Analysis of tumor-only WES data
An in-house bioinformatics pipeline was used to process tumor-only WES data. FASTQ data were generated using the bcl2fastq tool (Illumina, v2.18) and run through FASTQC for quality confirmation. Reads were mapped to the human hg19 reference genome using the Burrows-Wheeler alignment tool21. The resulting bam files were processed using GATK best practice workflow22. GATK HaplotypeCaller and Platypus23 were used to call variants. Copy number data was inferred from WES data through use of the CNVKit algorithm24, using a pool of normal Hapmap cell line specimens as references. The variants identified by WES were further annotated by the MoCha Oncogenic MOI Annotator (MOMA: https://github.com/FNL-MoCha/moma), a sequencing platform agnostic tool used to annotate variants as Mutations of Interest (MOIs) or Variants of Unknown Significance (VuS). These classifications are based on data from annotating variants with Annovar25 and mapping variants to OncoKB26.
Targeted cell free DNA NGS
Libraries were prepared using ≤50 ng DNA originating from plasma and serum, and ≤100 ng from CSF, using the Illumina TruSightTM Oncology 500 ctDNA with unique molecular identifiers (UMIs) and duplex barcodes for error correction, then enriched by target capture, pooled, and denatured according to the manufacturer instructions, and as described27. The denatured final pool was clustered on a NovaSeq S4 flowcell (Illumina, San Diego, CA). Sequencing was performed on a NovaSeq 6000 (Illumina) using 2 × 150 bp paired-end sequencing in XP mode.
TSO500ctDNA sequencing data analysis
Cell free DNA sequencing data were analyzed using the TSO500 analytical pipeline zipmocom 0.8.2.10, as described in Zhao et al.27. The TSO500ctDNA analysis pipeline was modified from the original FFPE pipeline27. This pipeline included Burrows-Wheeler Aligner to align reads to the reference genome; Unique Molecular Identifiers (UMIs) for read collapsing; Gemini to stitch together collapsed sequences into consensus fragments; Pisces somatic variant calling; and Nirvana to annotate variants. The variants annotated by this analysis were further annotated by MOMA as described above.
The original FFPE pipeline was modified to allow for lower VAF detection, and used a baseline derived from healthy donor plasma specimens to subtract background signal specific to cell free DNA materials. Alignment, collapsing, utilization of UMIs and post hoc filtering for germline variants were shared between the two pipelines, using thresholds relevant for different sample types. Limits of detection were set as 0.25% VAF for single nucleotide variants and insertion/deletions, 0.5% for translocations, and 1.3-fold change for CNVs.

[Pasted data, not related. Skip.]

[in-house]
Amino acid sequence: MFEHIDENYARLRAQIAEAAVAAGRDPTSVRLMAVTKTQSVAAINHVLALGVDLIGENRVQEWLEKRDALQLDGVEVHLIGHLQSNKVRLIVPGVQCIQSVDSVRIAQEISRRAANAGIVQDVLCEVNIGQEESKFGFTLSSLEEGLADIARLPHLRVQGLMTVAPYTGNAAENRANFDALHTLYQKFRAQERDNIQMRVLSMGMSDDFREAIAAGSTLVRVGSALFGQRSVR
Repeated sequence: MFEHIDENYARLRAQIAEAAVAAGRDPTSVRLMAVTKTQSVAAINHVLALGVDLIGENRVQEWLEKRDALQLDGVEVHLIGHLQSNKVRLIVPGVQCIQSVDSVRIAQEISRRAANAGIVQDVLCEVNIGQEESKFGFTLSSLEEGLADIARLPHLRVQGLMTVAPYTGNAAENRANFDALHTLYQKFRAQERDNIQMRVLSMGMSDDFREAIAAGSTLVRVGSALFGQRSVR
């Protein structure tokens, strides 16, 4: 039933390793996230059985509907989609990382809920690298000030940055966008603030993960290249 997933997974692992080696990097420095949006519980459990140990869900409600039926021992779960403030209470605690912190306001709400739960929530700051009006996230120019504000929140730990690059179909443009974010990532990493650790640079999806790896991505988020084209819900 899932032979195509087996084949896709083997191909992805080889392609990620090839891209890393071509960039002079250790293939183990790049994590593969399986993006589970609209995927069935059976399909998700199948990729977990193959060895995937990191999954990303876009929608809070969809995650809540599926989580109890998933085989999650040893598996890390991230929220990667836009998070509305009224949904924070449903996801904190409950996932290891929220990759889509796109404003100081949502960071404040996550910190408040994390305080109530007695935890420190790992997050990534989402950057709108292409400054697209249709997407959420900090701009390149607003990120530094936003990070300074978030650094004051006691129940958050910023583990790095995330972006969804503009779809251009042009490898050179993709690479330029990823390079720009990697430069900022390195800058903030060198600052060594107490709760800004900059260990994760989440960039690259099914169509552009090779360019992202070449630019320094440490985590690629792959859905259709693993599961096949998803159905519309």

Analysis of 765T whole genome sequencing data
One tumor tissue sample (765T) failed to generate a WES library. Thus, we queried previously generated, publicly available WGS data from this sample to determine tumor mutation status. Data were available from the Children’s Brain Tumor Network (CBTN) on the Cavatica platform (cavatica.sbgenomics.com).
To estimate VAF of mutations of interest in 765T, the somatic mutation caller Mutect2 in tumor-only mode from GATK28 was used.
DNA methylation analysis
DNA was extracted from frozen tumor tissue (ID 760), bisulphite converted using EZ DNA Methylation-Gold kit (Zymo Research) and hybridized onto Infinium MethylationEPIC BeadChip using Infinium MethylationEPIC BeadChip Kit per the manufacturer’s instructions (Illumina). BeadChip arrays were scanned using iScan Reader (Illumina). Data (IDAT files) were uploaded to the Molecular Neuropathology CNS Tumor Classifier Version v11b4 (https://www.molecularneuropathology.org/mnp) to generate CNV plots29.
For ddPCR detection of H3K27M mutation, H3-3A and H3C2 primer sequences are listed in Panditharatna et al.7. For DNA sequencing, standard Illumina sequencing primers were used, are sequences are available at: https://support-docs.illumina.com/SHARE/AdapterSeq/Content/SHARE/AdapterSeq/TruSight/Tumor170/TruSightTumor500ctDNA.htm.
To test for correlations between the time from death to autopsy processing and (a) CSF cell free DNA concentration or (b) maximum somatic VAF detected in CSF (Supplementary Fig. 1), Spearman correlations were performed and two-tailed p-values were reported.